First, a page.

Assistant Professor of Communication Stephanie Wideman, Associate Professor of History and Political Science Laura Merrifield Wilson and Assistant Professor of Communication Whitney Tipton presented their research at the C-SPAN Conference on Oct. 11 and 12. Hosted by Purdue University, the purpose of the C-SPAN Conference is to present research on what the government is doing, increase transparency and explore and analyze the connection between politics and communication.
According to Tipton, all of the research presented during the conference will be compiled in a book called “The Year in C-SPAN Archival Research” where Wideman, Wilson and Tipton will collectively have a chapter. According to Tipton, their research was focused on former President Donald Trump’s second impeachment trial, which was related to the Capitol building insurrection and riots in January 2021. Tipton said the group studied visual aids and how they were used during the trial, they looked at each visual aid, made note of it and categorized them. Each professor possesses different strengths: Tipton has a background in research methods, Wideman has a background in visual rhetoric and Wilson’s background in political science all came together to research and present their findings on this topic.
“I think, each of us coming with a different background, obviously we had to explain things to each other through the process but I think overall it was a really well-rounded team,” Tipton said.
Tipton said that visual aids can be a powerful way to accentuate an argument but you have to be aware of the ethical implications of showcasing so much emotional content. According to Tipton, Wideman, Wilson and herself looked at over 800 visual aids that were used during this trial, sometimes more than once, and some of them being violent and or graphic.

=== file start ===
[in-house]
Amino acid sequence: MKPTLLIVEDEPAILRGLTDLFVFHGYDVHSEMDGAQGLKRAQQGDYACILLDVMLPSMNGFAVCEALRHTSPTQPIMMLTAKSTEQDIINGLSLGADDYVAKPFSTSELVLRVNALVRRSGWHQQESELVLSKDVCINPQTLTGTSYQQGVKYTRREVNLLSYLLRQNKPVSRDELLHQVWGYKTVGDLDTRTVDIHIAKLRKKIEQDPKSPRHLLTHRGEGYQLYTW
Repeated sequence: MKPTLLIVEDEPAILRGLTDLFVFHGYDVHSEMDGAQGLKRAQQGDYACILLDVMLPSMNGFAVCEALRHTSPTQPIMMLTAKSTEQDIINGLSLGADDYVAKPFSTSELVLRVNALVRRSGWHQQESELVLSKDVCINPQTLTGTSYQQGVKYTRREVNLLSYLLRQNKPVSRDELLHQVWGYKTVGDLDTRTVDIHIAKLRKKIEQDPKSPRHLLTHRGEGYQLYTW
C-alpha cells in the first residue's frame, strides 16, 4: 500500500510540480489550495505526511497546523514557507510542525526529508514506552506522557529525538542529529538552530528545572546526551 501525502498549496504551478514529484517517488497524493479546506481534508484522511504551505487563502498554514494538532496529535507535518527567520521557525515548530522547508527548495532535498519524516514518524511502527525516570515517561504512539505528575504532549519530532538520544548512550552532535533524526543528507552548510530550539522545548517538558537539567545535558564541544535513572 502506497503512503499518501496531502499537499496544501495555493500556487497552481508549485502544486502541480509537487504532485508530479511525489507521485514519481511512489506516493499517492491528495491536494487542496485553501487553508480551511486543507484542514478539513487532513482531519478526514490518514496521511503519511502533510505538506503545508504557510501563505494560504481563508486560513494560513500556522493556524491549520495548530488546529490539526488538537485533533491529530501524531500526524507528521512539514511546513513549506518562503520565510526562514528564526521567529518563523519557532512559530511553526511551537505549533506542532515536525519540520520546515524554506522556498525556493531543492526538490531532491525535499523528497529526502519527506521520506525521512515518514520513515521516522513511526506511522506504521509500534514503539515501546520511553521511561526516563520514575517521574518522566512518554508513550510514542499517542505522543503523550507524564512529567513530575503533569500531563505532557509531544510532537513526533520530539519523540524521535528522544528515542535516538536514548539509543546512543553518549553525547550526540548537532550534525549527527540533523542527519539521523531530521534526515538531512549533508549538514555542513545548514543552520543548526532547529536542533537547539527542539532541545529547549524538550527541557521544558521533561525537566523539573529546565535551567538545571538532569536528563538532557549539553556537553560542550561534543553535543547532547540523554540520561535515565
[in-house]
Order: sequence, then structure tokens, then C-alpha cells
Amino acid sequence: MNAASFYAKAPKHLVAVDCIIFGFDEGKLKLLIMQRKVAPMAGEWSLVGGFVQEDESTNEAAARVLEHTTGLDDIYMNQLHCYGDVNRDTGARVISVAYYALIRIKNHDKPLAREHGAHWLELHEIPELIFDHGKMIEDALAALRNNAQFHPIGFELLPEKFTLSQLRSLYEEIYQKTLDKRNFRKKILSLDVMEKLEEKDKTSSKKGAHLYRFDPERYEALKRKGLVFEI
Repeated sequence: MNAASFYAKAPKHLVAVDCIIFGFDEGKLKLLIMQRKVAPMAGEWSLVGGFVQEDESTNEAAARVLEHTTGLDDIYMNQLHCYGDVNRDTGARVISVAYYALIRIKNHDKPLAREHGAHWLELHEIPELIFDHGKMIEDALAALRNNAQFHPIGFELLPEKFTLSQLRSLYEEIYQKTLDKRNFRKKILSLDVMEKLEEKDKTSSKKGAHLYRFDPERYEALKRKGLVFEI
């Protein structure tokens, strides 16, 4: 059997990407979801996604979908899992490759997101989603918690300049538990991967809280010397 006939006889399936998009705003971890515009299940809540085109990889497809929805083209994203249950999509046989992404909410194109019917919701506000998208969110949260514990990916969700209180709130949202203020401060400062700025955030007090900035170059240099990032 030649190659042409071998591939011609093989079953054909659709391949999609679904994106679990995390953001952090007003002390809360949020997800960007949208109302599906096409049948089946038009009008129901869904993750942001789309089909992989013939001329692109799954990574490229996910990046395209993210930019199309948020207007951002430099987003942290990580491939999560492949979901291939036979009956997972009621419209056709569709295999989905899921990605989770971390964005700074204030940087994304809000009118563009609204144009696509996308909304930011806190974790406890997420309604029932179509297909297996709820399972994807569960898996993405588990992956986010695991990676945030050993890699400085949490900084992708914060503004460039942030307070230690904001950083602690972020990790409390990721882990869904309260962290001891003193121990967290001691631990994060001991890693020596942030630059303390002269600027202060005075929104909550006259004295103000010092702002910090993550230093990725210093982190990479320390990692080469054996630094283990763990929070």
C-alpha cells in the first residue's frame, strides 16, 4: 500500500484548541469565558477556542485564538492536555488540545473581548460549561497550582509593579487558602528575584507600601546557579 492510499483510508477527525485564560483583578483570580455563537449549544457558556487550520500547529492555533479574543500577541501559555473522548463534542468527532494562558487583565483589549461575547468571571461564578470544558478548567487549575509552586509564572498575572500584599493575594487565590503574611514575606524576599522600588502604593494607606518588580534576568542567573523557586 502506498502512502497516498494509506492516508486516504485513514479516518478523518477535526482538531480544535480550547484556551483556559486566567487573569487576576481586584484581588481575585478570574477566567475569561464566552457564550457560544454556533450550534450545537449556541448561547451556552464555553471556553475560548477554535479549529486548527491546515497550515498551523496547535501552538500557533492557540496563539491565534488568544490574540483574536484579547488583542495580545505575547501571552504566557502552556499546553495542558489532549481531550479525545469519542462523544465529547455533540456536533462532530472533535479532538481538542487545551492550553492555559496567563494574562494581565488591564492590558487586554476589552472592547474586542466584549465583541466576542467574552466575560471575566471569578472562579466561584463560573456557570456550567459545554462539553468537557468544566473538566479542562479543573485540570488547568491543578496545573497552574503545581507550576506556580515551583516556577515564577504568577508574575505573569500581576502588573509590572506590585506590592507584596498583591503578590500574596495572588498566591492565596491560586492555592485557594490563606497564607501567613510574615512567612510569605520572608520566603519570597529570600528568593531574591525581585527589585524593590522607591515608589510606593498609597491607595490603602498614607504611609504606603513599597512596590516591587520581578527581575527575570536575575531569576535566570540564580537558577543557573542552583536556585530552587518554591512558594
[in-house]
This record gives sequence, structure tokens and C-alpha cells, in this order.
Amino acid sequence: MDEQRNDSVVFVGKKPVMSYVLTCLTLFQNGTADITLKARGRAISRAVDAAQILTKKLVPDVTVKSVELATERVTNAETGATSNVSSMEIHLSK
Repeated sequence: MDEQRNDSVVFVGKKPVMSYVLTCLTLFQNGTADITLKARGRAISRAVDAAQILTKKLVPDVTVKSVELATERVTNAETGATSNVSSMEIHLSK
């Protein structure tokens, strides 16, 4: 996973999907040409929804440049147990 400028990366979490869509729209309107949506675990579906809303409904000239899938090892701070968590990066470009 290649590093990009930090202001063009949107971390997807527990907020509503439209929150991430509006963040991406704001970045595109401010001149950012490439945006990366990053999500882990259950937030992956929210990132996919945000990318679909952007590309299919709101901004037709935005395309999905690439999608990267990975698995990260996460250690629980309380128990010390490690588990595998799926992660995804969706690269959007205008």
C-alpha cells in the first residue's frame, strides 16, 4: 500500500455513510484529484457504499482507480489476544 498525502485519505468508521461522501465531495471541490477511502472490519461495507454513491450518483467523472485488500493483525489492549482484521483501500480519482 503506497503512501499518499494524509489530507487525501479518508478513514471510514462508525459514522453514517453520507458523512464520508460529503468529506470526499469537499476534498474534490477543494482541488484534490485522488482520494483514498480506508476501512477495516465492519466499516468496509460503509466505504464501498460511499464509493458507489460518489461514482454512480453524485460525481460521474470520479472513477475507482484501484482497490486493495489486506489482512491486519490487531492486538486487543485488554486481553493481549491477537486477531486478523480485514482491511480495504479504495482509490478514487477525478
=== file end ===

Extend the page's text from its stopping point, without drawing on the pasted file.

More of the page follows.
“ … The emotional toll of having to watch hours of violent footage,” Tipton said. “It’s not like a movie where you know it’s fake—it’s real people and they talk about their families. It was, I think, very significant in terms of research but also very emotionally difficult to complete.”
Tipton said the purpose for them presenting this was to further research with the use of video as a visual aid in an impeachment trial, which is something that hasn’t really been done before.
“This impeachment trial had a heavy reliance on video as a medium,” Tipton said. “So we knew that there was a lot of research of visual aids and politicians, but not in the context of an impeachment trial.”
Their goal was to see if the existing theories related to visual rhetoric and political science applied in this particular context, Tipton said. Wilson, who went back to rewatch the trial and search for images describes the dynamics of the images used in the trial.
“ … We saw the use of images that we really have never seen before,” Wilson said. “It’s really important in terms of understanding communication and politics.”